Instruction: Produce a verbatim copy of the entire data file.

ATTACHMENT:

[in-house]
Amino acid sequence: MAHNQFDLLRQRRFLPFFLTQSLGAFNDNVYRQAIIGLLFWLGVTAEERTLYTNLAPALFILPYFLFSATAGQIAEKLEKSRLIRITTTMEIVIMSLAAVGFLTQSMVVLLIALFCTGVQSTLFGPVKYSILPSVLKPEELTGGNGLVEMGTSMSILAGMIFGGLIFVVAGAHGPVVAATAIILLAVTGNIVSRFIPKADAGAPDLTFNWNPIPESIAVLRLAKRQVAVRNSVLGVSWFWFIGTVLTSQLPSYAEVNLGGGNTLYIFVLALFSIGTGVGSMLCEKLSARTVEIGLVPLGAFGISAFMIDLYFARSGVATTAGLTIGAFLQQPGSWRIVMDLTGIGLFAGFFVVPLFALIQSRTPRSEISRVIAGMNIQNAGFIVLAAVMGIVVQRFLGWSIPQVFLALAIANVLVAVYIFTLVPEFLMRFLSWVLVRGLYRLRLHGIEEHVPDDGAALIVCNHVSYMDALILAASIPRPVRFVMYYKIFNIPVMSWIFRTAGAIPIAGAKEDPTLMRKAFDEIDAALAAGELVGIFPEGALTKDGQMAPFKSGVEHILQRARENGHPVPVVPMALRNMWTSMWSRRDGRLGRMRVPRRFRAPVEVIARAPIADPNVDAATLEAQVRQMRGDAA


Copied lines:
[in-house]
Amino acid sequence: MAHNQFDLLRQRRFLPFFLTQSLGAFNDNVYRQAIIGLLFWLGVTAEERTLYTNLAPALFILPYFLFSATAGQIAEKLEKSRLIRITTTMEIVIMSLAAVGFLTQSMVVLLIALFCTGVQSTLFGPVKYSILPSVLKPEELTGGNGLVEMGTSMSILAGMIFGGLIFVVAGAHGPVVAATAIILLAVTGNIVSRFIPKADAGAPDLTFNWNPIPESIAVLRLAKRQVAVRNSVLGVSWFWFIGTVLTSQLPSYAEVNLGGGNTLYIFVLALFSIGTGVGSMLCEKLSARTVEIGLVPLGAFGISAFMIDLYFARSGVATTAGLTIGAFLQQPGSWRIVMDLTGIGLFAGFFVVPLFALIQSRTPRSEISRVIAGMNIQNAGFIVLAAVMGIVVQRFLGWSIPQVFLALAIANVLVAVYIFTLVPEFLMRFLSWVLVRGLYRLRLHGIEEHVPDDGAALIVCNHVSYMDALILAASIPRPVRFVMYYKIFNIPVMSWIFRTAGAIPIAGAKEDPTLMRKAFDEIDAALAAGELVGIFPEGALTKDGQMAPFKSGVEHILQRARENGHPVPVVPMALRNMWTSMWSRRDGRLGRMRVPRRFRAPVEVIARAPIADPNVDAATLEAQVRQMRGDAA